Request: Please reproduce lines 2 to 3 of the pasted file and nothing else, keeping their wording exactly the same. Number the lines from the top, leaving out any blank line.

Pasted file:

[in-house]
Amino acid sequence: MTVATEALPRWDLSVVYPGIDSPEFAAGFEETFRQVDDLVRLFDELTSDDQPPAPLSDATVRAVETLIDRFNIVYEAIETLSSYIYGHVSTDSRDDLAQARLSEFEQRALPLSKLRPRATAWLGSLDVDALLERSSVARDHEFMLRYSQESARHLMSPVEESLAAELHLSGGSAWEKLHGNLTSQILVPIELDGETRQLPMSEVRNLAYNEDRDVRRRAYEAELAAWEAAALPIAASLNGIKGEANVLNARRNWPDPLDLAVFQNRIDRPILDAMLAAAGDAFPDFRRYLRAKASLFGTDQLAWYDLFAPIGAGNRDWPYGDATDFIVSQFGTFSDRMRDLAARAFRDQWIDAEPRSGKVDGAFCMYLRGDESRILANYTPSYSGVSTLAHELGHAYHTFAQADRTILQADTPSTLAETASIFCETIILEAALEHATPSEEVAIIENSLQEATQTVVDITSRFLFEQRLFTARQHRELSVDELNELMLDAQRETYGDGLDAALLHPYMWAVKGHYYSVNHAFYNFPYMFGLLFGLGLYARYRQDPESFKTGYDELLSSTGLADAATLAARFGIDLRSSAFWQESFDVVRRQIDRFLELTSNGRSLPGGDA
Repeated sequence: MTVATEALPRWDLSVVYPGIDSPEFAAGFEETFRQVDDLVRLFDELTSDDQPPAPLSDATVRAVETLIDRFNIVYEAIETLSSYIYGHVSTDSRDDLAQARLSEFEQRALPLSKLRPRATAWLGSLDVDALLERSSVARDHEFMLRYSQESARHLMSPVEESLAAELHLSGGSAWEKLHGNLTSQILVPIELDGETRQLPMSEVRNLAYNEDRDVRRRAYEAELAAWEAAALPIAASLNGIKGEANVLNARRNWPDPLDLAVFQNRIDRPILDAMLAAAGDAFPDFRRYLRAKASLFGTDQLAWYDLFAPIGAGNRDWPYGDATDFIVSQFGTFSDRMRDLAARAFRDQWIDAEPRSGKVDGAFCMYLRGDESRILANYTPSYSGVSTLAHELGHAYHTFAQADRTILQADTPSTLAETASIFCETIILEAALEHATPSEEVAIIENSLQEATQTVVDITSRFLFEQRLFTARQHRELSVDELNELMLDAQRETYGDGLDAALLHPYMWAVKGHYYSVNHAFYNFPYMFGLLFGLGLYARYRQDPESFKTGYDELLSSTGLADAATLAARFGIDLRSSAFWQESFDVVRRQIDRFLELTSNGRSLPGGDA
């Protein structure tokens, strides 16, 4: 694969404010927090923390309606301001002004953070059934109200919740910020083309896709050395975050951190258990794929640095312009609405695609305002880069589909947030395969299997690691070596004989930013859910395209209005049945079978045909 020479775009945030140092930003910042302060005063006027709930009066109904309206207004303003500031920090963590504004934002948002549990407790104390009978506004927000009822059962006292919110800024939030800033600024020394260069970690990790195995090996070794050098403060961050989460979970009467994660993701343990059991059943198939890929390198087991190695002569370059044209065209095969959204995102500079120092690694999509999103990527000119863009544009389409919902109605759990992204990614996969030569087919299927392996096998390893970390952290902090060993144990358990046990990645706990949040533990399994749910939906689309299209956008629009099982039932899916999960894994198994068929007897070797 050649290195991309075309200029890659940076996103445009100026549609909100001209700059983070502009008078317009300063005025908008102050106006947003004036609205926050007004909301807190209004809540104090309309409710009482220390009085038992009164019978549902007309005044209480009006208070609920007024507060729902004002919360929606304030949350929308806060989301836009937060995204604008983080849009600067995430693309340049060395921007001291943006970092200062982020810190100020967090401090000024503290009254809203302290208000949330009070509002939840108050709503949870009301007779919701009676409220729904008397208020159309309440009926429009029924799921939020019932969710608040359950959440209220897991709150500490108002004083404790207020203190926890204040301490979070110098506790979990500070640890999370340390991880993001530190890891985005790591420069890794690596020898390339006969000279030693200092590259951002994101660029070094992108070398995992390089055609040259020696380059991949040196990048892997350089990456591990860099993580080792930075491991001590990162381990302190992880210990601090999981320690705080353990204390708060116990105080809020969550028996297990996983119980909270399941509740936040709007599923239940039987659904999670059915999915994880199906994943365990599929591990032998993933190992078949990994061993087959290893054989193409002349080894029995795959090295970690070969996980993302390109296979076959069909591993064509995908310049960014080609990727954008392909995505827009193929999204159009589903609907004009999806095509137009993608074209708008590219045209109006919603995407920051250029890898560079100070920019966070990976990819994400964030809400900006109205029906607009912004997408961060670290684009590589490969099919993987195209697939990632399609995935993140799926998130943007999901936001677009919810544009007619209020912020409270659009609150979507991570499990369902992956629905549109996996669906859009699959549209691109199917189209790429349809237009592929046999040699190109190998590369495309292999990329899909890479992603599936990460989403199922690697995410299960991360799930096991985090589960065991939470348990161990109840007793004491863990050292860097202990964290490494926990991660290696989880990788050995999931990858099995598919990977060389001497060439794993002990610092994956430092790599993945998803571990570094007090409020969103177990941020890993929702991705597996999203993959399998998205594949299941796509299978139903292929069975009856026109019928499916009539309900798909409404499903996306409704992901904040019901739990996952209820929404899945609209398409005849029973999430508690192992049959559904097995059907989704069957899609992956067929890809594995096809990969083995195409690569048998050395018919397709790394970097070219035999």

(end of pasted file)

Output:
Amino acid sequence: MTVATEALPRWDLSVVYPGIDSPEFAAGFEETFRQVDDLVRLFDELTSDDQPPAPLSDATVRAVETLIDRFNIVYEAIETLSSYIYGHVSTDSRDDLAQARLSEFEQRALPLSKLRPRATAWLGSLDVDALLERSSVARDHEFMLRYSQESARHLMSPVEESLAAELHLSGGSAWEKLHGNLTSQILVPIELDGETRQLPMSEVRNLAYNEDRDVRRRAYEAELAAWEAAALPIAASLNGIKGEANVLNARRNWPDPLDLAVFQNRIDRPILDAMLAAAGDAFPDFRRYLRAKASLFGTDQLAWYDLFAPIGAGNRDWPYGDATDFIVSQFGTFSDRMRDLAARAFRDQWIDAEPRSGKVDGAFCMYLRGDESRILANYTPSYSGVSTLAHELGHAYHTFAQADRTILQADTPSTLAETASIFCETIILEAALEHATPSEEVAIIENSLQEATQTVVDITSRFLFEQRLFTARQHRELSVDELNELMLDAQRETYGDGLDAALLHPYMWAVKGHYYSVNHAFYNFPYMFGLLFGLGLYARYRQDPESFKTGYDELLSSTGLADAATLAARFGIDLRSSAFWQESFDVVRRQIDRFLELTSNGRSLPGGDA
Repeated sequence: MTVATEALPRWDLSVVYPGIDSPEFAAGFEETFRQVDDLVRLFDELTSDDQPPAPLSDATVRAVETLIDRFNIVYEAIETLSSYIYGHVSTDSRDDLAQARLSEFEQRALPLSKLRPRATAWLGSLDVDALLERSSVARDHEFMLRYSQESARHLMSPVEESLAAELHLSGGSAWEKLHGNLTSQILVPIELDGETRQLPMSEVRNLAYNEDRDVRRRAYEAELAAWEAAALPIAASLNGIKGEANVLNARRNWPDPLDLAVFQNRIDRPILDAMLAAAGDAFPDFRRYLRAKASLFGTDQLAWYDLFAPIGAGNRDWPYGDATDFIVSQFGTFSDRMRDLAARAFRDQWIDAEPRSGKVDGAFCMYLRGDESRILANYTPSYSGVSTLAHELGHAYHTFAQADRTILQADTPSTLAETASIFCETIILEAALEHATPSEEVAIIENSLQEATQTVVDITSRFLFEQRLFTARQHRELSVDELNELMLDAQRETYGDGLDAALLHPYMWAVKGHYYSVNHAFYNFPYMFGLLFGLGLYARYRQDPESFKTGYDELLSSTGLADAATLAARFGIDLRSSAFWQESFDVVRRQIDRFLELTSNGRSLPGGDA